10 things to know about Epic

Epic Systems is one of the most well-known names in the world of health IT.

As the EHR supplier for hospitals around the world, Epic has established itself without going public and with little marketing efforts. From its eccentric campus to its relationship with clients, here are 10 things to know about the company.

1. Epic was founded in a basement in 1979 by Judy Faulkner. With 1.5 employees, the company was originally called Human Services Computing but rebranded as Epic Systems in 1983, according to Isthmus. In its early stages, Epic and the precursor to American Girl utilized the same basement in a Madison, Wis., apartment.

2. Ms. Faulkner, a programmer, initially had no intention of founding a company. But after requests from clients, she chose to start a company based on the clinical data management system she'd created. At a meeting during the company's early stages, a client grabbed a dictionary and looked up the definition of "epic": "the glorious recounting of a nation's events." The group liked the name and decided to go with it. "Like the 'Iliad' or the 'Odyssey,' our electronic health records chronicle the story of a patient's healthcare over time," Epic's website quips.

3. Ms. Faulkner serves as Epic's CEO. As of Jan. 17, 2017, Forbes valued her worth at $2.2 billion. Last year, Ms. Faulkner ranked No. 3 on Forbes' list of "America's Richest Self-Made Women" and No. 79 on Forbes' list of "Richest People in Tech."

In 2015, Ms. Faulkner pledged 99 percent of her wealth to philanthropy by joining the Giving Pledge, a an initiative in which some of the world's wealthiest individuals pledge to donate the majority of their assets to philanthropy.

4. Located in Verona, Wis. — approximately 11 miles south of Madison — Epic's headquarters is unique. The company hired the architects who designed Disneyland to blueprint a creative campus, according to The Boston Globe. A sculpture of Humpty Dumpty sits on a wall near the entrance to the headquarters. Each section of the campus has a different theme, from farming to castles to New York City's Grand Central Station. The campus also features an enormous slide and treehouse for meetings.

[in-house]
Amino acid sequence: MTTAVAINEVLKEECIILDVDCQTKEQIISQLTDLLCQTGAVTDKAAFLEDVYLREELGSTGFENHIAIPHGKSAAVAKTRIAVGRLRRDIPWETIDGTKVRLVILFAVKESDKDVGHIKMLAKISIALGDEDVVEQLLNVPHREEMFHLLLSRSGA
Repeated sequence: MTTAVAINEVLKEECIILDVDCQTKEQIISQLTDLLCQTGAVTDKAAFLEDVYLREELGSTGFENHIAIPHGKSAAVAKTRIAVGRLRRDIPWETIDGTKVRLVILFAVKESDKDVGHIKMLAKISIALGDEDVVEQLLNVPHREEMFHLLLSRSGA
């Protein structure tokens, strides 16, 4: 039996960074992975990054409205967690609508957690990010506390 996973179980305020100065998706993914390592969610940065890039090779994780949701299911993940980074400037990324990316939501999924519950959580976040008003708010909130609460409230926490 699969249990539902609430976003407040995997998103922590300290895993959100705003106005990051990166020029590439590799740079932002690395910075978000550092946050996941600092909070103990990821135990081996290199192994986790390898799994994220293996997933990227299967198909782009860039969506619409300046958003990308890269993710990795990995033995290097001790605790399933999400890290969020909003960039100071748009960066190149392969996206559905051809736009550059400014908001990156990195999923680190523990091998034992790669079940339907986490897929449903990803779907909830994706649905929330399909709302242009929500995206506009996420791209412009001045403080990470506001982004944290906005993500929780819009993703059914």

Epic has even been lauded for its imaginative campus. In October 2016, the American Institute of Architects gave Epic an honorable mention in its annual TAP/CCA Innovation Awards. The Epic Deep Space Auditorium — which can seat up to 11,400 and was designed by Minneapolis-based Cuningham Group — received an honorable mention in the stellar design category.

5. Epic's campus is not only unique in its design — it's also unique in its sustainability efforts. To generate energy, Epic installed six wind turbines and 18 acres of solar panels. Its campus includes almost 350 acres of farmland that Epic lends out to farmers. For heating and cooling its buildings, Epic utilizes its thousands of miles of underground geothermal pipes.

6. Every five years, Epic employees are eligible for four weeks of paid time off. If employees decide to spend their time off in a country they've never been to, Epic will fund the trip for the employee and one guest. Thus far, Epic employees have headed out on more than 3,000 trips to more than 100 countries, including Israel, Antarctica, Germany, Zimbabwe, Japan and the Bahamas.

7. Approximately 190 million patients across the globe currently have a record in Epic's EHR system. Epic's software is used in a variety of clinical settings, including community hospitals, retail clinics, rehabilitation centers, academic medical centers and independent practices. Patients can access the software from their homes and their mobile devices.

8. Epic claims all of its customers currently interoperate and exchange 1.3 million patient records each day with other EHR vendors, government agencies, registries and each other.

Epic is a founding member of Carequality, an interoperability framework that's a collaborative of public and private organizations. However, Epic has refrained from joining certain market place collaborations that claim to be dedicated to interoperability, such as the CommonWell Health Alliance.

9. Epic clients appear less satisfied with and more "trapped" in their vendor relationships, according to the 2016 Black Book Inpatient EHR Surveys. The surveys gathered responses from EHR vendors between the second quarter of 2015 through the first quarter of 2016. Epic was one of the vendors in the "trapped" quadrant, which Black Book classified as customers with the intent to continue business with the vendor but dissatisfaction with some important aspect of the relationship.

The overall loyalty percentage for Epic customers dropped from 89 percent in 2015 to 80 percent in 2016. In addition, 98 percent of Epic clients reported they were renewing their current contracts yet only 72 percent said they would advocate for peers to also purchase the product.

10. At Epic's 2016 Users Group Meeting, Ms. Faulkner addressed two new initiatives the company has launched.

First, Epic partnered with AmericanUniversity of Beirut in Lebanon to help refugees with their healthcare. Through their collaboration, Epic and AUB are planning a system in which patients in Lebanon would receive their basic health information on a thumb drive and be able to share that information with patients and organizations in other countries.

In addition, Ms. Faulkner said Epic is launching an program to support federally qualified health centers. Epic will offer free licenses and maintenance to healthcare systems that supply tertiary, specialty and inpatient care to local FQHCs. For FQHCs that can't afford or are too busy to install Epic, Epic will be available to help with the installs. For health systems that have already extended Epic to an FQHC, Ms. Faulkner said Epic will work with them to potentially reduce the cost of software maintenance.

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